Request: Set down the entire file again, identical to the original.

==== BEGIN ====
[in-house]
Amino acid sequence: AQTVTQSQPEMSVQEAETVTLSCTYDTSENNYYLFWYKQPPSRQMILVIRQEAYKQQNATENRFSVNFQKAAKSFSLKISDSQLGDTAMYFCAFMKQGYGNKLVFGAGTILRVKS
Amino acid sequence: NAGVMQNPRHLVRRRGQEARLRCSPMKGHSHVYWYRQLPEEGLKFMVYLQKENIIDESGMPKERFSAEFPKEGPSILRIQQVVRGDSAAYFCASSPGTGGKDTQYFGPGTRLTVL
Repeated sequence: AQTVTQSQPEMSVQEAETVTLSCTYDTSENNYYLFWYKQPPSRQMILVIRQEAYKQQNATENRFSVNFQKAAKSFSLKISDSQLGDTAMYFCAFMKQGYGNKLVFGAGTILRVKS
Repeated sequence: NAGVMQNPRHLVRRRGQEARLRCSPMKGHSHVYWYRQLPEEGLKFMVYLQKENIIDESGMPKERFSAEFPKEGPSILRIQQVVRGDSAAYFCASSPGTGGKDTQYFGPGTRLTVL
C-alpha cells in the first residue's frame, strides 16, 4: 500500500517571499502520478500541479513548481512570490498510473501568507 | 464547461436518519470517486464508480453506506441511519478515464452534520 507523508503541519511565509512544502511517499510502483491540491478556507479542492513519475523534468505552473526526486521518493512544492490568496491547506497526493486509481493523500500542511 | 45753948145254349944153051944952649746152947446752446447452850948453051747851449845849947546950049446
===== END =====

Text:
[in-house]
Amino acid sequence: AQTVTQSQPEMSVQEAETVTLSCTYDTSENNYYLFWYKQPPSRQMILVIRQEAYKQQNATENRFSVNFQKAAKSFSLKISDSQLGDTAMYFCAFMKQGYGNKLVFGAGTILRVKS
Amino acid sequence: NAGVMQNPRHLVRRRGQEARLRCSPMKGHSHVYWYRQLPEEGLKFMVYLQKENIIDESGMPKERFSAEFPKEGPSILRIQQVVRGDSAAYFCASSPGTGGKDTQYFGPGTRLTVL
Repeated sequence: AQTVTQSQPEMSVQEAETVTLSCTYDTSENNYYLFWYKQPPSRQMILVIRQEAYKQQNATENRFSVNFQKAAKSFSLKISDSQLGDTAMYFCAFMKQGYGNKLVFGAGTILRVKS
Repeated sequence: NAGVMQNPRHLVRRRGQEARLRCSPMKGHSHVYWYRQLPEEGLKFMVYLQKENIIDESGMPKERFSAEFPKEGPSILRIQQVVRGDSAAYFCASSPGTGGKDTQYFGPGTRLTVL
C-alpha cells in the first residue's frame, strides 16, 4: 500500500517571499502520478500541479513548481512570490498510473501568507 | 464547461436518519470517486464508480453506506441511519478515464452534520 507523508503541519511565509512544502511517499510502483491540491478556507479542492513519475523534468505552473526526486521518493512544492490568496491547506497526493486509481493523500500542511 | 45753948145254349944153051944952649746152947446752446447452850948453051747851449845849947546950049446